Hisar, Jul 4 - In an "exceptional" move to ease power crisis, Haryana government has overdrawn power from the northern grid at a very high rate of up to Rs 17 per unit, which is much higher than the average sale tariff of Rs 4 per unit.
"Dakshin Haryana Bijli Vitran Nigam (DHBVN) has been making all-out efforts to give maximum power supply to its consumers even by overdrawing from the grid at very high rate of up to Rs. 17 per unit," said an official spokesman of DHBVN here.
About 150 lakh units of power are being overdrawn by the state power utilities daily at the high rate and suffering a huge loss for giving maximum possible comfort to the people, he said.
To meet the rising demand of the farm and domestic sector, DHBVN has curtailed power supply to industrial sector from 18 hours a day to merely eight hours a day to divert more power to domestic and non-domestic sector, he said.
Demand for electricity in Haryana has increased to about 1600 lakh units per day against average demand of about 1150 lakh units a day, he said.
The problem of power shortage has also compunded as West Bengal refused to supply 200 MW of power to Haryana under barter arrangement.
"West Bengal has refused to give us power as it was also facing high demand for power," a senior official of Haryana Power department said.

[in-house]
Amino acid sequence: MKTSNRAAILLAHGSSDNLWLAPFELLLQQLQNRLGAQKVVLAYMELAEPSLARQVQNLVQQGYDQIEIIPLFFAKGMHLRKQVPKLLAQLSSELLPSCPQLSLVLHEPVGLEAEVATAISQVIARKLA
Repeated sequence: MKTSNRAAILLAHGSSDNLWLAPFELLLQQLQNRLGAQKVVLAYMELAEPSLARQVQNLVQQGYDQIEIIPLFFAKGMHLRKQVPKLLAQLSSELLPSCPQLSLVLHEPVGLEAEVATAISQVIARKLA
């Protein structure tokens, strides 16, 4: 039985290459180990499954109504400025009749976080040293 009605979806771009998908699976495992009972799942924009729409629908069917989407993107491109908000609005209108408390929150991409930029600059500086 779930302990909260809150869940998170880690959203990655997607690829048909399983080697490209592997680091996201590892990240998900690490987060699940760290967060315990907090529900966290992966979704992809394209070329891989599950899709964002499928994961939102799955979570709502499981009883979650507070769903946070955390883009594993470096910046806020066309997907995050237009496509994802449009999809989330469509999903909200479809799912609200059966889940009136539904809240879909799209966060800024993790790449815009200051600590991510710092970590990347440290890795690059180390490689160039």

Haryana had arranged 800 MW power through various state utilities.
About 1200 MW of power is not being generated because of temporary closure of two units of Yamuna Nagar and one unit of Hisar plant.
Because of severe power shortage, people at several places in the state are holding protest rallies and disrupting traffic.
Meanwhile, Haryana Power Generation Corporation Limited (HPGCL) said it is making every possible effort to meet the increased demand for power to the extent possible.
A spokesman of HPGCL said today that the shortage in supply of electricity was mainly on account of the unprecedented increase in demand which had shot up to 1,600 LU per day due to delayed monsoon, poor coal quality and quantity and not because of the Chinese equipment used in thermal plants as alleged in a section of the media.
"It is not appropriate to blame Chinese units for the power shortage in the state. As per data available, Chinese power plants of about 20,000 MW capacity are operational in India," the spokesman said.
He said the technical problems in the units of Yamunanagar, and Unit-1 of Khedar plant, due to which these were under shut-down, could occur in any coal-based thermal plant.
Most of the thermal power plants operating in the country have been subjected to the problem of vibration in turbine bearings and misalignment of rotors etc.
The work of Yamunanagar, on engineering, procurement and construction (EPC) basis had been awarded to Reliance Energy Ltd (REL) through international competitive bidding.
The 3x500 MW Indira Gandhi Thermal Power Project (IGSTPP), which has been set up at Jhajjar as a joint venture project of Haryana and NTPC, has thermal units supplied by BHEL.
Since commissioning, these units are also facing similar problems like vibration in bearings, damage of rotor blades, frequent boiler tube leakages etc. PTI